This article gives an excellent overview of the logistics involved in building Monte Testaccio and places it within the context of World Dumps, their management and rehabilitation.


Dressel 20 is bottom left, I believe.


At some point, it was discovered that the porous shard-filled hill maintained an even interior temperature which was just right for keeping wine cool and so sprang up a ring of bars supplied from cantine bored through strata of terracotta.

The Roman Campagna from Monte Testaccio, Sunset 1819 Joseph Mallord William Turner 1775-1851 Accepted by the nation as part of the Turner Bequest 1856


Then across the road is a fine neo-classical facade – topped by a crumbling cherub overpowering a justifiably resistant bull – also graffitied but in clear process of restoration – which turns out to have been the city slaughterhouse.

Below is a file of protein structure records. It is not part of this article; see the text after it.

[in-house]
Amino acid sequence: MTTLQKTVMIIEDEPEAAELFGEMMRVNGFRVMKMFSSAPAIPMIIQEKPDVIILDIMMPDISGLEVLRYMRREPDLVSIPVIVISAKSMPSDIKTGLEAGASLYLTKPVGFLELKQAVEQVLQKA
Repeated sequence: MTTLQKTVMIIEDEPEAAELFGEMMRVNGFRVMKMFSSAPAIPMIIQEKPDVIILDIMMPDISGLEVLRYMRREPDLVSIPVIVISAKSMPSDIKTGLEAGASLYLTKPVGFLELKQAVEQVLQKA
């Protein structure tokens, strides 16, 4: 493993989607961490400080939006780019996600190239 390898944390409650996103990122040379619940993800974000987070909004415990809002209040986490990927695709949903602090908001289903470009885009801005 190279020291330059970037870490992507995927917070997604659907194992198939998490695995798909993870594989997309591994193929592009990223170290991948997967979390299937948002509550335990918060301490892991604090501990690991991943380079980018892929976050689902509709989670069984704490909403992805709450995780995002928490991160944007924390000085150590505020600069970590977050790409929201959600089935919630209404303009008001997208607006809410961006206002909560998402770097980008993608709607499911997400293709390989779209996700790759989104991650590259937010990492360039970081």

Behind the archway you see the stockades which once sheltered doomed beasts from the sun, and the overhead trackway designed to transport their carcasses from one part to another.


The installation is undergoing redevelopment, part of which is an arts centre which includes a music school.


P.S. Once I had published this post, people complained. “The title mentions guts but upon these you are silent. We’d like to know more about guts.”

I just forgot. It was taking too long. By implication the guts would be to do with the Mattatoio and so they are. Slaughtermen were paid in offal from which the rich Roman legacy of typical dishes descends, as explained interestingly in this article. Did I try any of them? Nope; I grew up in a generation only slightly less spoilt than my children. My mum, just one generation back, would eat chitterlings, hearts. brawn, kidneys, liver & black pudding. I continue to (uneasily) consume the last two.